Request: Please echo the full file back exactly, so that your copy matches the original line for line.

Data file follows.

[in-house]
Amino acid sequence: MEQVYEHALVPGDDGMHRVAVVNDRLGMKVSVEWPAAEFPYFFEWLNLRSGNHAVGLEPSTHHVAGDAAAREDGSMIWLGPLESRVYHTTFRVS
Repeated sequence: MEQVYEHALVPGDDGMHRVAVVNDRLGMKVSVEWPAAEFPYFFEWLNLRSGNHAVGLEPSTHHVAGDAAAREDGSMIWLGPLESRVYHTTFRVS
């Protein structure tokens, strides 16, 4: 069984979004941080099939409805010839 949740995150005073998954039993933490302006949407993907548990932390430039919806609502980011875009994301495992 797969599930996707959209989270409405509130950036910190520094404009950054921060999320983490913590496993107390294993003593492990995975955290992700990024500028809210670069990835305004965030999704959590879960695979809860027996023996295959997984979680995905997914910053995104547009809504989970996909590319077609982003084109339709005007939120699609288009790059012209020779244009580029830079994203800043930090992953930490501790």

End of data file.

[in-house]
Amino acid sequence: MEQVYEHALVPGDDGMHRVAVVNDRLGMKVSVEWPAAEFPYFFEWLNLRSGNHAVGLEPSTHHVAGDAAAREDGSMIWLGPLESRVYHTTFRVS
Repeated sequence: MEQVYEHALVPGDDGMHRVAVVNDRLGMKVSVEWPAAEFPYFFEWLNLRSGNHAVGLEPSTHHVAGDAAAREDGSMIWLGPLESRVYHTTFRVS
């Protein structure tokens, strides 16, 4: 069984979004941080099939409805010839 949740995150005073998954039993933490302006949407993907548990932390430039919806609502980011875009994301495992 797969599930996707959209989270409405509130950036910190520094404009950054921060999320983490913590496993107390294993003593492990995975955290992700990024500028809210670069990835305004965030999704959590879960695979809860027996023996295959997984979680995905997914910053995104547009809504989970996909590319077609982003084109339709005007939120699609288009790059012209020779244009580029830079994203800043930090992953930490501790």